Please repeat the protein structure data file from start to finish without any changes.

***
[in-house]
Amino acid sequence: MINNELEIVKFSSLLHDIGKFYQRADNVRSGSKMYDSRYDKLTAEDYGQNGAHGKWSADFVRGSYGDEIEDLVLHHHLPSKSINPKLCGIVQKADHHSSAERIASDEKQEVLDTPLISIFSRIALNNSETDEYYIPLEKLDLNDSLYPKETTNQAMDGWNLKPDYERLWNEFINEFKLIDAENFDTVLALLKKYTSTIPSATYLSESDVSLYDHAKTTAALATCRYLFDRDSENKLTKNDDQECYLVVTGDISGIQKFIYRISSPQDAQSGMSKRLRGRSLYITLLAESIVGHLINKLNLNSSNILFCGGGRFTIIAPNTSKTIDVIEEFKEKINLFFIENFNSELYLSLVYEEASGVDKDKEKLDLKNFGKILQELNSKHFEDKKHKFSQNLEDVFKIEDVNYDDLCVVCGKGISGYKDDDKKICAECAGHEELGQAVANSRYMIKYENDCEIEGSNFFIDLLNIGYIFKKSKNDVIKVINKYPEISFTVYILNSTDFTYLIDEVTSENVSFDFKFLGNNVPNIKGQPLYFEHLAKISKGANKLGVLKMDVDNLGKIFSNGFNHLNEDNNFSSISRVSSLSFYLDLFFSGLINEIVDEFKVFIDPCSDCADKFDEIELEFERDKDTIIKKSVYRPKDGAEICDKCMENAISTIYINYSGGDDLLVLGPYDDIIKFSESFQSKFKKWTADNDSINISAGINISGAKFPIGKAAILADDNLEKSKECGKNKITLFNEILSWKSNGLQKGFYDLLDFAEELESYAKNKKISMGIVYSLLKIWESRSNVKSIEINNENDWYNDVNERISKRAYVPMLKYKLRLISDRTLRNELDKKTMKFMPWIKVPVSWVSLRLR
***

[in-house]
Amino acid sequence: MINNELEIVKFSSLLHDIGKFYQRADNVRSGSKMYDSRYDKLTAEDYGQNGAHGKWSADFVRGSYGDEIEDLVLHHHLPSKSINPKLCGIVQKADHHSSAERIASDEKQEVLDTPLISIFSRIALNNSETDEYYIPLEKLDLNDSLYPKETTNQAMDGWNLKPDYERLWNEFINEFKLIDAENFDTVLALLKKYTSTIPSATYLSESDVSLYDHAKTTAALATCRYLFDRDSENKLTKNDDQECYLVVTGDISGIQKFIYRISSPQDAQSGMSKRLRGRSLYITLLAESIVGHLINKLNLNSSNILFCGGGRFTIIAPNTSKTIDVIEEFKEKINLFFIENFNSELYLSLVYEEASGVDKDKEKLDLKNFGKILQELNSKHFEDKKHKFSQNLEDVFKIEDVNYDDLCVVCGKGISGYKDDDKKICAECAGHEELGQAVANSRYMIKYENDCEIEGSNFFIDLLNIGYIFKKSKNDVIKVINKYPEISFTVYILNSTDFTYLIDEVTSENVSFDFKFLGNNVPNIKGQPLYFEHLAKISKGANKLGVLKMDVDNLGKIFSNGFNHLNEDNNFSSISRVSSLSFYLDLFFSGLINEIVDEFKVFIDPCSDCADKFDEIELEFERDKDTIIKKSVYRPKDGAEICDKCMENAISTIYINYSGGDDLLVLGPYDDIIKFSESFQSKFKKWTADNDSINISAGINISGAKFPIGKAAILADDNLEKSKECGKNKITLFNEILSWKSNGLQKGFYDLLDFAEELESYAKNKKISMGIVYSLLKIWESRSNVKSIEINNENDWYNDVNERISKRAYVPMLKYKLRLISDRTLRNELDKKTMKFMPWIKVPVSWVSLRLR